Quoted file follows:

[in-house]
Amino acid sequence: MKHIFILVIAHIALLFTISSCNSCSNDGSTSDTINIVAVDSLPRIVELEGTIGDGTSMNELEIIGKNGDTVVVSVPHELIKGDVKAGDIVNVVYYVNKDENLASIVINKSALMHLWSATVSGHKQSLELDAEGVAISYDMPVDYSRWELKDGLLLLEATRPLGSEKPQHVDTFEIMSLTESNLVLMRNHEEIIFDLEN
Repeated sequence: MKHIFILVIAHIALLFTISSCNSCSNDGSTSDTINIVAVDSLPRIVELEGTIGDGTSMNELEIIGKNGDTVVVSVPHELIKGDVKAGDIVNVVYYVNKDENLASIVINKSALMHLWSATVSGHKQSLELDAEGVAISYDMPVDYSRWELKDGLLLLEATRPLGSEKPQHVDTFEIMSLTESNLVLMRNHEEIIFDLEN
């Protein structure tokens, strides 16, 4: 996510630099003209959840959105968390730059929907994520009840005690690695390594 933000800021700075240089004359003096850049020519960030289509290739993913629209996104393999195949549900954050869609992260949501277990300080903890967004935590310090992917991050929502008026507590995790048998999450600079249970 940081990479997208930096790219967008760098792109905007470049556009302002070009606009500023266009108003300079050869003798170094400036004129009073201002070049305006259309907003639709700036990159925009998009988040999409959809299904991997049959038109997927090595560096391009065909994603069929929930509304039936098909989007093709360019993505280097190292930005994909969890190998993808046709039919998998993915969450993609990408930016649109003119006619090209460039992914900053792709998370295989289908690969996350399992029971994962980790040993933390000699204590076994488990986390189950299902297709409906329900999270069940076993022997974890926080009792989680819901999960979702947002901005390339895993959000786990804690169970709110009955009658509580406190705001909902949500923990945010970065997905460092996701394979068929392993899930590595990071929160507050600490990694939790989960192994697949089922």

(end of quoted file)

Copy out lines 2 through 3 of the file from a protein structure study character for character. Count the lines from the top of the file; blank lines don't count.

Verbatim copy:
Amino acid sequence: MKHIFILVIAHIALLFTISSCNSCSNDGSTSDTINIVAVDSLPRIVELEGTIGDGTSMNELEIIGKNGDTVVVSVPHELIKGDVKAGDIVNVVYYVNKDENLASIVINKSALMHLWSATVSGHKQSLELDAEGVAISYDMPVDYSRWELKDGLLLLEATRPLGSEKPQHVDTFEIMSLTESNLVLMRNHEEIIFDLEN
Repeated sequence: MKHIFILVIAHIALLFTISSCNSCSNDGSTSDTINIVAVDSLPRIVELEGTIGDGTSMNELEIIGKNGDTVVVSVPHELIKGDVKAGDIVNVVYYVNKDENLASIVINKSALMHLWSATVSGHKQSLELDAEGVAISYDMPVDYSRWELKDGLLLLEATRPLGSEKPQHVDTFEIMSLTESNLVLMRNHEEIIFDLEN